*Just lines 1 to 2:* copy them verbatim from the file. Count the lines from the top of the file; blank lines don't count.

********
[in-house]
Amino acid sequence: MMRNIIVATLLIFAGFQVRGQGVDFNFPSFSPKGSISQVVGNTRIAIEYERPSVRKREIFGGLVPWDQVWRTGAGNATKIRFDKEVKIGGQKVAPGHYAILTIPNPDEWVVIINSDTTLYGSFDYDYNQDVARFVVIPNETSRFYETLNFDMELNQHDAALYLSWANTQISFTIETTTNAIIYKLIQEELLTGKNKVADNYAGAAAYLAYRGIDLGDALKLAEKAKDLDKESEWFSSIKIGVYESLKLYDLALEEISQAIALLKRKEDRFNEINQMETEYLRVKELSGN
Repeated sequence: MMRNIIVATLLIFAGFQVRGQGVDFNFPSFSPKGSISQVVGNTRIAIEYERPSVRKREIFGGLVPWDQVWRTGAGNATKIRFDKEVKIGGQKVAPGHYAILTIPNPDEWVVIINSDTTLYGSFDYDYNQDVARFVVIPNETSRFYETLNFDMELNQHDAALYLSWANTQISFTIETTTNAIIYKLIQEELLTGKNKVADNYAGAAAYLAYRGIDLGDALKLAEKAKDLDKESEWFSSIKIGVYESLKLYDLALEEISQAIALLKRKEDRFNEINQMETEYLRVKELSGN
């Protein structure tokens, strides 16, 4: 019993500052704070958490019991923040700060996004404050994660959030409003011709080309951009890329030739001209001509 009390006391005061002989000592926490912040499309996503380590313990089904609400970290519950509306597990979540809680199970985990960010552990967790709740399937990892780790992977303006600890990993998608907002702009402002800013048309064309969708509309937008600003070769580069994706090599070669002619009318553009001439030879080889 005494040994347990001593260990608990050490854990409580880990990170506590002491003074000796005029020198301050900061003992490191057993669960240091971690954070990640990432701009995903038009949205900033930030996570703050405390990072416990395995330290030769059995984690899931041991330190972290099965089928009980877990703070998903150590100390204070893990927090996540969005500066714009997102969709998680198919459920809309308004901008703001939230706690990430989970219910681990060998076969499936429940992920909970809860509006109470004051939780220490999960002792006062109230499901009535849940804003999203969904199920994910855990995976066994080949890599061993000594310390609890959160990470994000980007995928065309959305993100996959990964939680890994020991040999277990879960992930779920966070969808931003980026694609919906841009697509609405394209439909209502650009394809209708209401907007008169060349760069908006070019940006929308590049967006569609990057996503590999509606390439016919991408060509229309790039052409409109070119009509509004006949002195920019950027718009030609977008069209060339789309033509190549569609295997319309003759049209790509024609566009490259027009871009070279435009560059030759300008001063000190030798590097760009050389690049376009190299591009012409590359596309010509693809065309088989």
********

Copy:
[in-house]
Amino acid sequence: MMRNIIVATLLIFAGFQVRGQGVDFNFPSFSPKGSISQVVGNTRIAIEYERPSVRKREIFGGLVPWDQVWRTGAGNATKIRFDKEVKIGGQKVAPGHYAILTIPNPDEWVVIINSDTTLYGSFDYDYNQDVARFVVIPNETSRFYETLNFDMELNQHDAALYLSWANTQISFTIETTTNAIIYKLIQEELLTGKNKVADNYAGAAAYLAYRGIDLGDALKLAEKAKDLDKESEWFSSIKIGVYESLKLYDLALEEISQAIALLKRKEDRFNEINQMETEYLRVKELSGN